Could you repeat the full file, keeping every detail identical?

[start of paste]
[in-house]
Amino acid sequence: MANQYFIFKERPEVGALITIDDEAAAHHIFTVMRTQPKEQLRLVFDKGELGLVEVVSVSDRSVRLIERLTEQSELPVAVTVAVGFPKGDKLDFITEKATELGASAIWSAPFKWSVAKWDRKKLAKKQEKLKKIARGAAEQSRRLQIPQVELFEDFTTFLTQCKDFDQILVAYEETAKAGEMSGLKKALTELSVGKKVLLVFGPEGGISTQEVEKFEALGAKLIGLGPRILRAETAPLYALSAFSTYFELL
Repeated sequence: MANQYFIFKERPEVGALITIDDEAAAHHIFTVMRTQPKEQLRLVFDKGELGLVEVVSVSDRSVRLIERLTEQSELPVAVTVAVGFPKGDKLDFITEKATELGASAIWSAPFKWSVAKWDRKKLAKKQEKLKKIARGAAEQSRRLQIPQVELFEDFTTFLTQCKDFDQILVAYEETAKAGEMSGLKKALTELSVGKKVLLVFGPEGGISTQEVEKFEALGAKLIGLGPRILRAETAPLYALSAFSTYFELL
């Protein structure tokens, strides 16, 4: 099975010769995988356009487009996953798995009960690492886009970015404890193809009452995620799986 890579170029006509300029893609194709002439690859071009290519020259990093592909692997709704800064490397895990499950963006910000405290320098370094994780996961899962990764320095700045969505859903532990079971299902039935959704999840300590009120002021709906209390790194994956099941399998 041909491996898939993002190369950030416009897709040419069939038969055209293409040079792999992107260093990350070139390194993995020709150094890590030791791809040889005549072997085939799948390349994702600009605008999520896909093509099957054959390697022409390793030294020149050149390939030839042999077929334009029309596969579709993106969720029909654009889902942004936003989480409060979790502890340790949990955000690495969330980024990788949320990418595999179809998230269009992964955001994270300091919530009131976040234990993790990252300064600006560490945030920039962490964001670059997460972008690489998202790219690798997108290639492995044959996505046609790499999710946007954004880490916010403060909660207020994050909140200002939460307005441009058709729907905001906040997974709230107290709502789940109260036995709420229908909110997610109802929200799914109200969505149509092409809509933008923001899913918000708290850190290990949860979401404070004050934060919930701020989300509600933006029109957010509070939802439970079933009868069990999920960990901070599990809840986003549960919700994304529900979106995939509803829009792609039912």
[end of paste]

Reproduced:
[in-house]
Amino acid sequence: MANQYFIFKERPEVGALITIDDEAAAHHIFTVMRTQPKEQLRLVFDKGELGLVEVVSVSDRSVRLIERLTEQSELPVAVTVAVGFPKGDKLDFITEKATELGASAIWSAPFKWSVAKWDRKKLAKKQEKLKKIARGAAEQSRRLQIPQVELFEDFTTFLTQCKDFDQILVAYEETAKAGEMSGLKKALTELSVGKKVLLVFGPEGGISTQEVEKFEALGAKLIGLGPRILRAETAPLYALSAFSTYFELL
Repeated sequence: MANQYFIFKERPEVGALITIDDEAAAHHIFTVMRTQPKEQLRLVFDKGELGLVEVVSVSDRSVRLIERLTEQSELPVAVTVAVGFPKGDKLDFITEKATELGASAIWSAPFKWSVAKWDRKKLAKKQEKLKKIARGAAEQSRRLQIPQVELFEDFTTFLTQCKDFDQILVAYEETAKAGEMSGLKKALTELSVGKKVLLVFGPEGGISTQEVEKFEALGAKLIGLGPRILRAETAPLYALSAFSTYFELL
């Protein structure tokens, strides 16, 4: 099975010769995988356009487009996953798995009960690492886009970015404890193809009452995620799986 890579170029006509300029893609194709002439690859071009290519020259990093592909692997709704800064490397895990499950963006910000405290320098370094994780996961899962990764320095700045969505859903532990079971299902039935959704999840300590009120002021709906209390790194994956099941399998 041909491996898939993002190369950030416009897709040419069939038969055209293409040079792999992107260093990350070139390194993995020709150094890590030791791809040889005549072997085939799948390349994702600009605008999520896909093509099957054959390697022409390793030294020149050149390939030839042999077929334009029309596969579709993106969720029909654009889902942004936003989480409060979790502890340790949990955000690495969330980024990788949320990418595999179809998230269009992964955001994270300091919530009131976040234990993790990252300064600006560490945030920039962490964001670059997460972008690489998202790219690798997108290639492995044959996505046609790499999710946007954004880490916010403060909660207020994050909140200002939460307005441009058709729907905001906040997974709230107290709502789940109260036995709420229908909110997610109802929200799914109200969505149509092409809509933008923001899913918000708290850190290990949860979401404070004050934060919930701020989300509600933006029109957010509070939802439970079933009868069990999920960990901070599990809840986003549960919700994304529900979106995939509803829009792609039912």